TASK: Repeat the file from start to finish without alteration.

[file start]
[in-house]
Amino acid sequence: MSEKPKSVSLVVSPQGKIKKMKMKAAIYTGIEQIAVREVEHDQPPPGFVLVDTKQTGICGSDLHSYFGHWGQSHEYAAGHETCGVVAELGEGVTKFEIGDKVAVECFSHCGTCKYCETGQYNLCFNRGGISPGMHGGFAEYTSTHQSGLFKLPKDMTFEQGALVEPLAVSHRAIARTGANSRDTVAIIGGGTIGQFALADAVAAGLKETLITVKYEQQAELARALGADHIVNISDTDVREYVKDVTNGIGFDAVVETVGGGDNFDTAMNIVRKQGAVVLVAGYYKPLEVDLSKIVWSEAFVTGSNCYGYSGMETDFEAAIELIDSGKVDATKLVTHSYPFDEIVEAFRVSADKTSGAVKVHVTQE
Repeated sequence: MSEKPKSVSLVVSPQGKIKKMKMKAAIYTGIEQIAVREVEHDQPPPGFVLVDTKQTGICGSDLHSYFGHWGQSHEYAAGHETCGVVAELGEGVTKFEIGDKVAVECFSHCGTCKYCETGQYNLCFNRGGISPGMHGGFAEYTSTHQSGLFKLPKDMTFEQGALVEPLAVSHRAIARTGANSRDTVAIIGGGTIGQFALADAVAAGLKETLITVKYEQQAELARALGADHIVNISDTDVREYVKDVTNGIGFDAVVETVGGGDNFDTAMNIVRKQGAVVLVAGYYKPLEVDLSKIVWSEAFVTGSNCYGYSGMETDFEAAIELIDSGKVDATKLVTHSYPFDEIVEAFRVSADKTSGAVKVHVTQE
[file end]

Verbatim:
[in-house]
Amino acid sequence: MSEKPKSVSLVVSPQGKIKKMKMKAAIYTGIEQIAVREVEHDQPPPGFVLVDTKQTGICGSDLHSYFGHWGQSHEYAAGHETCGVVAELGEGVTKFEIGDKVAVECFSHCGTCKYCETGQYNLCFNRGGISPGMHGGFAEYTSTHQSGLFKLPKDMTFEQGALVEPLAVSHRAIARTGANSRDTVAIIGGGTIGQFALADAVAAGLKETLITVKYEQQAELARALGADHIVNISDTDVREYVKDVTNGIGFDAVVETVGGGDNFDTAMNIVRKQGAVVLVAGYYKPLEVDLSKIVWSEAFVTGSNCYGYSGMETDFEAAIELIDSGKVDATKLVTHSYPFDEIVEAFRVSADKTSGAVKVHVTQE
Repeated sequence: MSEKPKSVSLVVSPQGKIKKMKMKAAIYTGIEQIAVREVEHDQPPPGFVLVDTKQTGICGSDLHSYFGHWGQSHEYAAGHETCGVVAELGEGVTKFEIGDKVAVECFSHCGTCKYCETGQYNLCFNRGGISPGMHGGFAEYTSTHQSGLFKLPKDMTFEQGALVEPLAVSHRAIARTGANSRDTVAIIGGGTIGQFALADAVAAGLKETLITVKYEQQAELARALGADHIVNISDTDVREYVKDVTNGIGFDAVVETVGGGDNFDTAMNIVRKQGAVVLVAGYYKPLEVDLSKIVWSEAFVTGSNCYGYSGMETDFEAAIELIDSGKVDATKLVTHSYPFDEIVEAFRVSADKTSGAVKVHVTQE